• Photograph: Yanina Yanovitsky

    Multiple sports
    Both Zog Sports, pictured, (zogsports.com/nyc) and NYC Social Sports Club (212-929-5353, nycsocial.com) offer a plethora of casual leagues for your pleasure. Between the two of them, you’ll find opportunities to get into a game of everything from soccer and volleyball to dodgeball and the glorious beer drinker’s pastime of cornhole. United Social Sports (855-752-9877, playuss.com) is also a fun option aimed at twentysomethings looking for action in Wiffle ball and bocce, and bar-friendly games like Skee-Ball. There may not be the same focus on postgame drinking at Chelsea Piers, but the complex offers just about any sport you could think of, as well as NYC’s only amateur adult ice-hockey league.

  • Photograph: Ben Shyman/Asphalt Green

    Triathlon
    Test your endurance limit with the Asphalt Green Triathlon Club (212-369-8890, ext 2272; agtri.com). Whether you’re a first- or longtime iron man, AGTC will interview you about your athletic background before putting you through the gauntlet with rigorous swimming, biking and running training, as well as teaching you proper warm-up and cooldown techniques. Workouts for the club’s 300 committed members take place in Central Park (meet at Engineer’s Gate, 90th St and Fifth Ave), at Asphalt Green’s Aqua Center (1750 York Ave between 90th and 91st Sts) and at the club’s new Battery Park City location (212 North End Ave between Murray and Warren Sts).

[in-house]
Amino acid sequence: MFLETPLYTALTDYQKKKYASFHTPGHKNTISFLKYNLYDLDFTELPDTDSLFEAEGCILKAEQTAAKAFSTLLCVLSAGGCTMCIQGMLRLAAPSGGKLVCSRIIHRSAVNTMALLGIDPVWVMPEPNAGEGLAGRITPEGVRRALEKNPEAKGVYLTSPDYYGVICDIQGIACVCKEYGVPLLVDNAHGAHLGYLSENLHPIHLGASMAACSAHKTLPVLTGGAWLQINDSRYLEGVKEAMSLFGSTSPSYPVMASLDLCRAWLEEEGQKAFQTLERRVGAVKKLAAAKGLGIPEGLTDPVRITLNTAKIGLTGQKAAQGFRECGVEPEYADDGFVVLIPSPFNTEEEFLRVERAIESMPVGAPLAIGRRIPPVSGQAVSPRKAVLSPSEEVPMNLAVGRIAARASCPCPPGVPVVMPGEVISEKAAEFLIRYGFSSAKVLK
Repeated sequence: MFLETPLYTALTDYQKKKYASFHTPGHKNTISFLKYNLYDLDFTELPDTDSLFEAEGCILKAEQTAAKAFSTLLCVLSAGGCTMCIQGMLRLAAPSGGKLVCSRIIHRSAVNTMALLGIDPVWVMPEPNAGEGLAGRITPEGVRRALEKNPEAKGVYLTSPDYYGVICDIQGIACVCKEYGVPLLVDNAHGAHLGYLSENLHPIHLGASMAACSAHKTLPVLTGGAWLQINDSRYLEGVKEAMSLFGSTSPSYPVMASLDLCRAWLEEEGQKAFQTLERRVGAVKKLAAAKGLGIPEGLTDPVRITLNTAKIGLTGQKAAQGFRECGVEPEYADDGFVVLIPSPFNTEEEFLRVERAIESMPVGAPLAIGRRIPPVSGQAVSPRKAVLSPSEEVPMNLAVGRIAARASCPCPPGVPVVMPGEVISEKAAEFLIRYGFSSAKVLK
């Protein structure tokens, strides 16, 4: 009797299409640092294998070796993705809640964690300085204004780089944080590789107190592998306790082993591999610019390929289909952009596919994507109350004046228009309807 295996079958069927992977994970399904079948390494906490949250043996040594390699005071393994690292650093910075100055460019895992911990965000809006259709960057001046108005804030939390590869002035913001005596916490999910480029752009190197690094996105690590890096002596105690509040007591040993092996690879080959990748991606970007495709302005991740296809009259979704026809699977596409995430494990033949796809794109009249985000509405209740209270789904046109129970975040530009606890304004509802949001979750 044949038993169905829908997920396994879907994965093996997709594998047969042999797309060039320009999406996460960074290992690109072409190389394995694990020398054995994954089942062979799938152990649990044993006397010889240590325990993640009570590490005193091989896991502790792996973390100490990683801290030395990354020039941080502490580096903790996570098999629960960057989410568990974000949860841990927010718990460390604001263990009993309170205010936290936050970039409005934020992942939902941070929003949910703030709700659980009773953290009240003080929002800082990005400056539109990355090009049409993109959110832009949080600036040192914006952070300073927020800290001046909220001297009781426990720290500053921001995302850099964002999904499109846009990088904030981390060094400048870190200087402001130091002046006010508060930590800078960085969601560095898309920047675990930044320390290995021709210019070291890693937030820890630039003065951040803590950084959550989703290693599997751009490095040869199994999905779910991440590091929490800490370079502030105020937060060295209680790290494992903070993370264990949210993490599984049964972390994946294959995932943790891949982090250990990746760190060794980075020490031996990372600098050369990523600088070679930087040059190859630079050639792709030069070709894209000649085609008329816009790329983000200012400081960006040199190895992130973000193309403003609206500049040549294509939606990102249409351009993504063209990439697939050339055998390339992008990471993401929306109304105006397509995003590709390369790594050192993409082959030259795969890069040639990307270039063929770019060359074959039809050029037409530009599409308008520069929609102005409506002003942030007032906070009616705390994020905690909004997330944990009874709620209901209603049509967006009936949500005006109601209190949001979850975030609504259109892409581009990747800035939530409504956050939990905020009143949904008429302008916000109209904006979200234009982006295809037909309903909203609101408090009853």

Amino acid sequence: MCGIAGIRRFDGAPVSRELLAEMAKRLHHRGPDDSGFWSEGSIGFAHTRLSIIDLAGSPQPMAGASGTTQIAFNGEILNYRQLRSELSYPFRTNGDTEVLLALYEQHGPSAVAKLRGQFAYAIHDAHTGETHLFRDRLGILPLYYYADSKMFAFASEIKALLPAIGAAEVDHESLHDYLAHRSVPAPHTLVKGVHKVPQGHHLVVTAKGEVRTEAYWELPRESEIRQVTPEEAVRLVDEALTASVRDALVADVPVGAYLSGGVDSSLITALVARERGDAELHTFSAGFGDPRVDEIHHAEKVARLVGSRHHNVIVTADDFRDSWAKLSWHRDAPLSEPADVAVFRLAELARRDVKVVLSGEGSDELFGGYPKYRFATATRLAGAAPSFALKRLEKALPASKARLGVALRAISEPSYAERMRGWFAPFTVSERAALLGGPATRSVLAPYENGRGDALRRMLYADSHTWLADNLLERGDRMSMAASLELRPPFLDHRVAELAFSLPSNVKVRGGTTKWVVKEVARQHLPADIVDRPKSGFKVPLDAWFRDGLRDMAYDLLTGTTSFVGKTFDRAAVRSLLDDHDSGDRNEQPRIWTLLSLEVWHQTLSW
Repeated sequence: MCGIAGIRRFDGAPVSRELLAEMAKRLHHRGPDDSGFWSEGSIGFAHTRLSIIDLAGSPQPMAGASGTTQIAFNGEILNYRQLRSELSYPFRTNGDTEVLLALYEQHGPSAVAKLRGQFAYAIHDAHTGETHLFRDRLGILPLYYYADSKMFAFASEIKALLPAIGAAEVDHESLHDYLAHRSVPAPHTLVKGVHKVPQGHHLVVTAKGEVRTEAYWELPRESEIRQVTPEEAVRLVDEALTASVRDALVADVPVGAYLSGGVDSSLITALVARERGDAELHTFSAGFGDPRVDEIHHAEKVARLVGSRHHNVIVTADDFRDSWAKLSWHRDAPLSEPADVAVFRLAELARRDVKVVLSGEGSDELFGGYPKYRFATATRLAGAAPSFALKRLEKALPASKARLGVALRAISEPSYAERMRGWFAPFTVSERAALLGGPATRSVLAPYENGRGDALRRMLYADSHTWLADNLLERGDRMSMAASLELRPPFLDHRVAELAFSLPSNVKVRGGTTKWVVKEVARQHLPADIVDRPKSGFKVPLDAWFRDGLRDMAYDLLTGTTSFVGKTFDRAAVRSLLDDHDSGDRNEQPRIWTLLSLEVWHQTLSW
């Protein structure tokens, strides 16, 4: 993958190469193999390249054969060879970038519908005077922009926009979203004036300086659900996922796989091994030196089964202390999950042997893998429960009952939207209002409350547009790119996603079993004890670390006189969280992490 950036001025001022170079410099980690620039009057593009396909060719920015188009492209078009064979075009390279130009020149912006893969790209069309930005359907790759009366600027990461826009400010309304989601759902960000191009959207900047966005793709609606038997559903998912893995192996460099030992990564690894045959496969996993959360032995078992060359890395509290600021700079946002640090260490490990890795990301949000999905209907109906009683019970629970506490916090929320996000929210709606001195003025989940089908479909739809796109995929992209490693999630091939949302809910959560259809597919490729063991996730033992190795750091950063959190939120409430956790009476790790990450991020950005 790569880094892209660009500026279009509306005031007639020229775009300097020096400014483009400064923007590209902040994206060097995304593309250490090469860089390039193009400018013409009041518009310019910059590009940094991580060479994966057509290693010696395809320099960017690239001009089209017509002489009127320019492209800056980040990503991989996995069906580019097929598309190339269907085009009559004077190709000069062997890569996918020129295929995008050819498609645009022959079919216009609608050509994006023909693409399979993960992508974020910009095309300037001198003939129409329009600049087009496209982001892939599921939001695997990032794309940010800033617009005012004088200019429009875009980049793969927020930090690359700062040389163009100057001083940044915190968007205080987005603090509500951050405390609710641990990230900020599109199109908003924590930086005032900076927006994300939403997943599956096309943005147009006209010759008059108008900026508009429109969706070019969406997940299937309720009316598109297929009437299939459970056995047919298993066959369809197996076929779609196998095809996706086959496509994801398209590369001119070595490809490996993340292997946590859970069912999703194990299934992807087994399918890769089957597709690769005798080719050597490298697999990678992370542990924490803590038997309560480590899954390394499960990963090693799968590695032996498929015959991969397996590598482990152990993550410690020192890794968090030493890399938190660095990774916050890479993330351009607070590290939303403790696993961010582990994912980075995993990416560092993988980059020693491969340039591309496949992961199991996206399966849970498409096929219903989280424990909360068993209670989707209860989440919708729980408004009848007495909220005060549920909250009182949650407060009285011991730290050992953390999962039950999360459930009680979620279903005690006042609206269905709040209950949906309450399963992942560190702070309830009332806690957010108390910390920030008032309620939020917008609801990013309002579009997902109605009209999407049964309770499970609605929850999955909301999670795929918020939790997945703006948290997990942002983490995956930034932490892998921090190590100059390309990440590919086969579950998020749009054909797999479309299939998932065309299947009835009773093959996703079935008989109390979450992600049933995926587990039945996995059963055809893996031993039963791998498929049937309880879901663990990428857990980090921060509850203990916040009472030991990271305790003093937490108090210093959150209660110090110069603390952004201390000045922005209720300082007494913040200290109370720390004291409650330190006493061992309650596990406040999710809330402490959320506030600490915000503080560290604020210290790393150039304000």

• Badminton
    Try your hand at a glorious ninth-grade phys-ed staple. New York City Badminton (646-271-3228, newyorkcitybadminton.com) will show you how this weird amalgam of tennis, volleyball and flying doilies is done during group lessons with top-of-the-line instructors—including former Olympic coach Chibing Wu—at its home base in Queens (132-63 34th Ave between Collins Pl and Prince St, Flushing, Queens; group lessons Mon 7–8pm, 8–9pm; 12 lessons $300, 24 lessons $500). The organization also hosts three open sessions every week at two Manhattan locations (Humanities High School, 351 W 18th St between Eighth and Ninth Aves, seventh floor; Tue 6:30–11pm • Robert Wagner Jr. High School, 220 E 76th St between Second and Third Aves; Wed, Fri 6:30–10:30pm • $27). The practices attract various skill levels, but the atmosphere is generally loose and recreational, and as long as you show up ready to play, a club manager will find you a partner.

  • Photograph: LeRoy Shepherd

    Fencing
    Coney Island is famous for many things—the beach, the Cyclone, hot dogs—but at the rate the New York Fencing Academy (2896 W 12th St between Neptune and Surf Aves, Coney Island, Brooklyn; 718-996-0426, fencenyfa.com; membership starts at $40/month) is churning out youth-circuit champions and national-team stars, south Brooklyn will soon be synonymous with swashbuckling épée and foil fencing. Fortunately, the 3,000-square-foot gym—complete with six fencing strips (not to mention free Wi-Fi)—offers membership and training to current and aspiring masters of the blade. Sign up for beginner, intermediate or competitive classes, or show up to biweekly open fencing (Wed 5–7pm, Sat 4–6pm).

  • Photograph: MetroSoccer NY

    Soccer